Israeli military is considering cancelling rocket alert sirens, warning of incoming fire, leaving the civilian population to rely solely on the Iron Dome defense system, sources in the army said Tuesday.
The issue has apparently been put on the table after senior IDF officials discovered the majority of those hurt during rocket fire from the Gaza Strip wasn’t injured directly from the projectiles but rather as a result of hastily running to find a bomb shelter.
A large number of people are also often treated for shock due to anxiety involved with hearing the unsettling sound of the sirens.
For instance, during last month’s Operation Black Belt that began after Israel assassinated a top Islamic Jihad military commander in Gaza, Baha Abu al-Ata, not a single Israeli civilian had been injured directly as a result of the rocket fire, according to data provided by Magen David Adom emergency services.
During the two days of cross-border fighting, over 450 rockets were fired by the militants into Israeli communities. The most serious injury suffered by an Israeli during the flare-up was a woman who had a heart attack in the central city of Bat Yam.
The incident apparently occurred due to woman’s severe reaction to hearing the rocket alert sirens, which are rare in the center of the country.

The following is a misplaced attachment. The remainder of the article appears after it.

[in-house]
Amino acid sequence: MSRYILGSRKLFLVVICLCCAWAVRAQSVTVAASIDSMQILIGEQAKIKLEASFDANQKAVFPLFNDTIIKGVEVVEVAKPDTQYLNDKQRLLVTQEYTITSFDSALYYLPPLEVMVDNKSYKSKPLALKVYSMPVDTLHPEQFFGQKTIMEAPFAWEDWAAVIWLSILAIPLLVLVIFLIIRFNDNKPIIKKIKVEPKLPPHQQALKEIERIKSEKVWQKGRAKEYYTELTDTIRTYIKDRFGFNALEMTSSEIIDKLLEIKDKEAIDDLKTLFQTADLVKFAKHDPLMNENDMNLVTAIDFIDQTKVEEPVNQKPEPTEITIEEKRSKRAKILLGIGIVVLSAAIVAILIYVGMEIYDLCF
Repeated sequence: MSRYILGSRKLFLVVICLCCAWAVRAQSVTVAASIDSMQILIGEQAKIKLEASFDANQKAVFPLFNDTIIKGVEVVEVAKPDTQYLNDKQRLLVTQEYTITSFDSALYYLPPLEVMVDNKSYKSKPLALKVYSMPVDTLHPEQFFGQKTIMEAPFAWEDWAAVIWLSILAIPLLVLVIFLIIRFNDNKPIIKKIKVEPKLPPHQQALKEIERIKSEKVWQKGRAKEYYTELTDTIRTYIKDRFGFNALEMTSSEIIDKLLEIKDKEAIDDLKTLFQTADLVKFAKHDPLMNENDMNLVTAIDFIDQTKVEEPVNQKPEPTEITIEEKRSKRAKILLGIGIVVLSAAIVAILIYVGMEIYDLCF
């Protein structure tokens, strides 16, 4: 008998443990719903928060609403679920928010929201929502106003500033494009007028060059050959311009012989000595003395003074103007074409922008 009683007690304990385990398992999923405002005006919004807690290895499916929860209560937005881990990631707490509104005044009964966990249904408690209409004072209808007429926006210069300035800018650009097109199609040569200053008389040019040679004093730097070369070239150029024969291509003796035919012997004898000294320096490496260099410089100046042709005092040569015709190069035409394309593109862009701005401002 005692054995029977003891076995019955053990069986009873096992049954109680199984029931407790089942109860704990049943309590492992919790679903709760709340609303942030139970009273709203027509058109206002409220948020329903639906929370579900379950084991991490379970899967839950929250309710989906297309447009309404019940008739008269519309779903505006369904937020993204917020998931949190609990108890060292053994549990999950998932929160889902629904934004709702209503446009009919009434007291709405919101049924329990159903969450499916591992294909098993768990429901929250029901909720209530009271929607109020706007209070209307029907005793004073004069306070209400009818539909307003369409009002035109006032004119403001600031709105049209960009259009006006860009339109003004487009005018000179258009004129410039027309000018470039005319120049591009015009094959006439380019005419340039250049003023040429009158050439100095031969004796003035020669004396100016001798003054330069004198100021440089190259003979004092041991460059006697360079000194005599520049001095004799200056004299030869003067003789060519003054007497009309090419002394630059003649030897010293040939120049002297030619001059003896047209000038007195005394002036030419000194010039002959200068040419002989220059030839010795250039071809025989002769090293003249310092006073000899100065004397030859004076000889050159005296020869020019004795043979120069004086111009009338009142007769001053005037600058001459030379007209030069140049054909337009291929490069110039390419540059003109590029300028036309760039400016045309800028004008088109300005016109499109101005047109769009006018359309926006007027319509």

During the operation, 60% of the rockets - fired mostly by Islamic Jihad - landed in open areas. Out of the remaining 40% of the projectiles that had been heading for residential areas, 90% were intercepted by the Iron Dome.
According to the IDF, due to the Iron Dome’s improved capabilities, it’s appropriate to reexamine the current policy and take a calculated risk in an effort to reduce the number of casualties.
The military emphasized, however, the proposal only intends to scrap the sirens during occasional rocket fire that occurs when “rouge” elements in the coastal enclave fire rockets without the consensus of the larger faction in the Strip.
During the time of war or a military operation the sirens would sound anytime a rocket fire is detected.
In addition, the sirens policy in Israeli communities bordering Gaza also wouldn’t change since not all projectiles fired from such a short distance can be intercepted.
The Home Front Command, on the other hand, prefer not to take risks and keep the current policy in place.
"The price of a direct rocket hit that might kill someone, even if it is unlikely, is far greater than the injuries suffered through anxiety," the Home Front Command said.